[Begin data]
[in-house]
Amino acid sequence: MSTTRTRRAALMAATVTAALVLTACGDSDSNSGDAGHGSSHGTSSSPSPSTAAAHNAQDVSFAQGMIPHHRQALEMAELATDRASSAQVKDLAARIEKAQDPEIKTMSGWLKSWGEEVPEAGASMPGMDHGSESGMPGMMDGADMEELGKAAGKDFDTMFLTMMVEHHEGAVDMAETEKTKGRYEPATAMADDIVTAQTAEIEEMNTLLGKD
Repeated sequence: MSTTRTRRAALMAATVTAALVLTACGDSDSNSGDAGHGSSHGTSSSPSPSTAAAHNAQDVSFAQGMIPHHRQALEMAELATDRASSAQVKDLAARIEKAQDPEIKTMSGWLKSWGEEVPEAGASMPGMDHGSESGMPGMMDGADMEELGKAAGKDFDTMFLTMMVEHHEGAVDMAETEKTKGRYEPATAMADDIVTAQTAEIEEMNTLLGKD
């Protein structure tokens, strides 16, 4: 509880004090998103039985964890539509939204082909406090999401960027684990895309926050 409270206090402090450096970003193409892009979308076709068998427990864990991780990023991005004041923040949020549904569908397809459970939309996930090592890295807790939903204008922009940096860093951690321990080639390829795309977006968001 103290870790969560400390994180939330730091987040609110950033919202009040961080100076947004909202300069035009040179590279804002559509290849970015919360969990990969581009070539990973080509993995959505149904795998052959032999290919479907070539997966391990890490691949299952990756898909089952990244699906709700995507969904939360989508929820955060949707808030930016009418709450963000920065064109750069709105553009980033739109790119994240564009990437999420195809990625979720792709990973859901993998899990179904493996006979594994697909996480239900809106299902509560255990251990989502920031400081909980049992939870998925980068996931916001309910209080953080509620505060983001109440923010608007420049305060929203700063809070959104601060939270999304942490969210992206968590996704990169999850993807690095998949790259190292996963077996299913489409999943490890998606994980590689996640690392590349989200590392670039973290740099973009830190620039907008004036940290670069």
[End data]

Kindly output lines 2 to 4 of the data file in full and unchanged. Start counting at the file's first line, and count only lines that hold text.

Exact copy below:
Amino acid sequence: MSTTRTRRAALMAATVTAALVLTACGDSDSNSGDAGHGSSHGTSSSPSPSTAAAHNAQDVSFAQGMIPHHRQALEMAELATDRASSAQVKDLAARIEKAQDPEIKTMSGWLKSWGEEVPEAGASMPGMDHGSESGMPGMMDGADMEELGKAAGKDFDTMFLTMMVEHHEGAVDMAETEKTKGRYEPATAMADDIVTAQTAEIEEMNTLLGKD
Repeated sequence: MSTTRTRRAALMAATVTAALVLTACGDSDSNSGDAGHGSSHGTSSSPSPSTAAAHNAQDVSFAQGMIPHHRQALEMAELATDRASSAQVKDLAARIEKAQDPEIKTMSGWLKSWGEEVPEAGASMPGMDHGSESGMPGMMDGADMEELGKAAGKDFDTMFLTMMVEHHEGAVDMAETEKTKGRYEPATAMADDIVTAQTAEIEEMNTLLGKD
């Protein structure tokens, strides 16, 4: 509880004090998103039985964890539509939204082909406090999401960027684990895309926050 409270206090402090450096970003193409892009979308076709068998427990864990991780990023991005004041923040949020549904569908397809459970939309996930090592890295807790939903204008922009940096860093951690321990080639390829795309977006968001 103290870790969560400390994180939330730091987040609110950033919202009040961080100076947004909202300069035009040179590279804002559509290849970015919360969990990969581009070539990973080509993995959505149904795998052959032999290919479907070539997966391990890490691949299952990756898909089952990244699906709700995507969904939360989508929820955060949707808030930016009418709450963000920065064109750069709105553009980033739109790119994240564009990437999420195809990625979720792709990973859901993998899990179904493996006979594994697909996480239900809106299902509560255990251990989502920031400081909980049992939870998925980068996931916001309910209080953080509620505060983001109440923010608007420049305060929203700063809070959104601060939270999304942490969210992206968590996704990169999850993807690095998949790259190292996963077996299913489409999943490890998606994980590689996640690392590349989200590392670039973290740099973009830190620039907008004036940290670069």